Please Prove that a Force that is Proportional to Velocity Must be Nonconservative

1. Apr 16, 2005

I tried to do this myself, but I was unsuccessful.

Thank you.

2. Apr 16, 2005

Ok, I was able to do this after all.

My first method was to substitute in -bv in for F and try to show that the closed line integral of F with dr is not equal to 0. This did not get me anywhere, although I imagine that some masters of vector calculus could get the result this way.

What was successful for me was exploiting Stokes' Theorem, and also solving the differential equation

m dv/dt = -bv.

I got v from this, plugged it back into my equation for force, and then computed the curl, which is not equal to zero so long as the velocity is not equal to zero.

Could someone verify that this is correct?

Thank you.

Last edited: Apr 16, 2005
3. Apr 16, 2005

jdavel

No fair! You didn't really say that the force had to be in the same direction as the velocity! In that case it's obvious; the velocity of the mass is always increasing. So if it travels ina closed loop, it's going faster at the end than it was at the beginning. KE isn't conserved.

4. Apr 17, 2005

Galileo

Consider the work done on a particle in going from a to b.
Now consider going along the same path, but with twice the velocity.

5. Apr 17, 2005

Andrew Mason

For the differential equation of motion:

$$\frac{dv}{dt} + \frac{b}{m}v = 0$$

the integrating factor is $$e^{\frac{b}{m}t$$

So:
$$e^{\frac{b}{m}t}\frac{dv}{dt} + e^{\frac{b}{m}t}\frac{b}{m}v = \frac{d}{dt}(ve^{\frac{b}{m}t}) = 0$$

This means that:

$$v = v_0e^{{\frac{-b}{m}t}$$

If the force is conservative, the work done is a function of position only, so the line integral of Fds along a closed path must always be 0:

$$\oint m\frac{dv}{dt}ds = - \oint bvds = W$$

Edit: oops - integration corrected as per subsequent posts:

$$W = -b \oint vds = -b\oint v^2dt = -b\int_{t_0}^{t_1} v_0^2e^{\frac{-2b}{m}t}dt + -b\int_{t_1}^{t_2} v_0^2e^{\frac{-2b}{m}t}dt$$

$$W = -b(\frac{-m}{2b}v_0^2(e^{\frac{-2b}{m}t_1}-e^{\frac{-2b}{m}t_0}) + (-b(\frac{-m}{2b}v_0^2(e^{\frac{-2b}{m}t_2}-e^{\frac{-2b}{m}t_1}))$$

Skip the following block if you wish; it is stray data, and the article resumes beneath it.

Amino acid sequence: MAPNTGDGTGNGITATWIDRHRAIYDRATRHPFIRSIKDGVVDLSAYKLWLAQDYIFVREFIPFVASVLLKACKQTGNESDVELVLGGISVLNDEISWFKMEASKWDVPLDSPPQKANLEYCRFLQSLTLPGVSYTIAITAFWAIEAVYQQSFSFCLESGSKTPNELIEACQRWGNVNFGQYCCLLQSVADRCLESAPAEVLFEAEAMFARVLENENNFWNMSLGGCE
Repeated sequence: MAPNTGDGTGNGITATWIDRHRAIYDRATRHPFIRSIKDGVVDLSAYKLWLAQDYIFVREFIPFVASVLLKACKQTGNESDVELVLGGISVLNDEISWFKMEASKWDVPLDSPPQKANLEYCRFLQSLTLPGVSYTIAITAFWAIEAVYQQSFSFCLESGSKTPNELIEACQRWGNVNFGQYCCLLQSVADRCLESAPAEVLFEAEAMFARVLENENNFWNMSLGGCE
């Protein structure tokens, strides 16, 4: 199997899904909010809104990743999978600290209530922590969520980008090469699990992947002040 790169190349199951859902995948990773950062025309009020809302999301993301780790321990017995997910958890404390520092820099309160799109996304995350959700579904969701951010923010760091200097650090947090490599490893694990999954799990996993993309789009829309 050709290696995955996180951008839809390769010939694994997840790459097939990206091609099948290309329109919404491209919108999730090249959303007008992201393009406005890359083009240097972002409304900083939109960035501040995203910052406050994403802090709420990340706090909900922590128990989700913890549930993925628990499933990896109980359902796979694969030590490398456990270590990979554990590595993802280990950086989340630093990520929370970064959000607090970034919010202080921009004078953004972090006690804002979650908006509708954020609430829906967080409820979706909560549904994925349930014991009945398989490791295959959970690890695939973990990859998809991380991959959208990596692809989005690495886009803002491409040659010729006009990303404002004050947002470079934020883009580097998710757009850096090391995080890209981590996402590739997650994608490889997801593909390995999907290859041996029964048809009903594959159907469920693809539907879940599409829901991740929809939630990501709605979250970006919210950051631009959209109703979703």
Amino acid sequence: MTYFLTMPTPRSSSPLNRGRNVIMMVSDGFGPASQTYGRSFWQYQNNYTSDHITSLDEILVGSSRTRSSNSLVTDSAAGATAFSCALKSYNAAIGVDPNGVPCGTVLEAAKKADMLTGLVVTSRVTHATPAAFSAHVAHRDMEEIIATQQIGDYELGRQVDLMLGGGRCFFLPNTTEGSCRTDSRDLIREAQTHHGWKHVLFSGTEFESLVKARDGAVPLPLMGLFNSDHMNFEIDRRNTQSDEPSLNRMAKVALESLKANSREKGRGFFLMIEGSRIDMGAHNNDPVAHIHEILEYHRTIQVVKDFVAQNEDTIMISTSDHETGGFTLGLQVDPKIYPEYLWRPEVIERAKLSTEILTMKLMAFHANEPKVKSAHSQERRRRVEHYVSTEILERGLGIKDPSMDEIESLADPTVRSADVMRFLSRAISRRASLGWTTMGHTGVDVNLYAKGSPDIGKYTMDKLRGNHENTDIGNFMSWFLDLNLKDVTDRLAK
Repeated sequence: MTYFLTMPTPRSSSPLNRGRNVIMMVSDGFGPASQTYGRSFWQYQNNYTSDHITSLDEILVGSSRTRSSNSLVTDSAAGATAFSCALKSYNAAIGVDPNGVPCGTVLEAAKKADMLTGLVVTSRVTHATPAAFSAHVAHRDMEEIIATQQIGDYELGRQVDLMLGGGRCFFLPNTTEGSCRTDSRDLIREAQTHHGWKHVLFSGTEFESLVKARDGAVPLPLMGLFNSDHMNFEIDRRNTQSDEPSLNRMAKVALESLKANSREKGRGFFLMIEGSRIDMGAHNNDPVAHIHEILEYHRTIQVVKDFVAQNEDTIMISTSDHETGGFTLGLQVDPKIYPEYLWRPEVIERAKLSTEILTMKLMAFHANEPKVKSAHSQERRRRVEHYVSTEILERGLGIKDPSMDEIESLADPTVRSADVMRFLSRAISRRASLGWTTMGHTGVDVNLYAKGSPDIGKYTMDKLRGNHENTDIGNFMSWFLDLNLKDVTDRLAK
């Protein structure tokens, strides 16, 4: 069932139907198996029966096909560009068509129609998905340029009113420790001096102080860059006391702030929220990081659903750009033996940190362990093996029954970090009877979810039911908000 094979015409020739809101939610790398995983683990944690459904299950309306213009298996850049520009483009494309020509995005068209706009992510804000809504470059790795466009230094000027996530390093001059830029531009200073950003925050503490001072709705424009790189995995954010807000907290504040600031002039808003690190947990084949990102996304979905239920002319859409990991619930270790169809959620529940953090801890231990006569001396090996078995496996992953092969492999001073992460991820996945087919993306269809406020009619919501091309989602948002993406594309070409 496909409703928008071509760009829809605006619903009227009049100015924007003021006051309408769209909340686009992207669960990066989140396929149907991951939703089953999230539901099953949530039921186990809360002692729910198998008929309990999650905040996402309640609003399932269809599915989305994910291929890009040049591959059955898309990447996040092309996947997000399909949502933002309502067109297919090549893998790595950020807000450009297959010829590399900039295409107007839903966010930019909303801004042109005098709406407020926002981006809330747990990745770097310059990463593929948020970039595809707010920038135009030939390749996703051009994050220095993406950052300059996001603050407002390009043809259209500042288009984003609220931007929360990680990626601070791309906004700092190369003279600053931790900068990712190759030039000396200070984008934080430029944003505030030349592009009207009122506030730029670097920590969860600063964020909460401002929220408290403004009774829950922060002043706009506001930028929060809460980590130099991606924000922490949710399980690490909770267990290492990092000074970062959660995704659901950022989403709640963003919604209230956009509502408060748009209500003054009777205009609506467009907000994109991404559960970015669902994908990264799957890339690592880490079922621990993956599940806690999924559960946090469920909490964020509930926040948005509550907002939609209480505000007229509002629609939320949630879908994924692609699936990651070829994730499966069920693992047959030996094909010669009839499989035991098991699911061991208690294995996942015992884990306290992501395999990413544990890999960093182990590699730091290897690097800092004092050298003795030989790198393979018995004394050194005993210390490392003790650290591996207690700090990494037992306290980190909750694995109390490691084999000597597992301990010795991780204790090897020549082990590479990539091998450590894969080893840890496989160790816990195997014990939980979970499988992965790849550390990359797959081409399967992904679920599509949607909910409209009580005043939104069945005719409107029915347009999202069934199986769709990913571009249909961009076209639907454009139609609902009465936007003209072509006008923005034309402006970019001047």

$$W = \frac{1}{2}mv_0^2(e^{\frac{-2b}{m}t_1} - e^{\frac{-2b}{m}t_0}) + \frac{1}{2}mv_0^2(e^{\frac{-2b}{m}t_2} - e^{\frac{-2b}{m}t_1})$$

$$W = \frac{1}{2}mv_0^2(e^{\frac{-2b}{m}t_2} - e^{\frac{-2b}{m}t_0}) = 0$$ only if $t_2 = t_0$, which is impossible or if v_0 = 0.

In other words, the line integral along any path is time dependent, not position dependent and cannot be 0, so it is not a conservative force,

AM

Last edited: Apr 17, 2005
6. Apr 17, 2005

Thanks, Andrew.

It looks like you integrated with respect to time, although the line above, you have a "ds." I think this might change the answer, although the salient feature is the same.

7. Apr 17, 2005

dextercioby

Andrew,your analysis and computations are incorrect.

$$W_{1\rightarrow 2}=:\int_{1}^{2} \vec{F}\cdot d\vec{s}=-b\int_{1}^{2}\vec{v}\cdot d\vec{s}$$

Since $\vec{v}\uparrow\uparrow \vec{r}$,then

$$W_{1\rightarrow 2}=-b\int_{1}^{2} v \ ds=-b\int_{t_{1}}^{t_{2}} \left(v\frac{ds}{dt}\right)dt=-b\int_{t_{1}}^{t_{2}} v^{2} dt$$

Do everything again.

Daniel.

8. Apr 17, 2005

Andrew Mason

Thanks for pointing that out - of course E_0 = mv^2/2 and not mv. See above correction. The bottom line is that W is not position dependent so it is not conservative.

AM

9. Apr 17, 2005

PBRMEASAP

Another way of saying it, entirely equivalent to AM's analysis, is that $$\vec{F} \cdot \vec{ds}$$ has the same sign along the entire path of the particle. Further, this dot product is only zero where V is zero, the velocity has the same direction as $$\vec{ds}$$. Thus the only way a closed loop integral could be zero is if it has zero length--the particle doesn't move.

10. Apr 19, 2005

vinter

Why isn't anyone considering this elegant solution?

11. Apr 19, 2005

Galileo

Thank you vinter.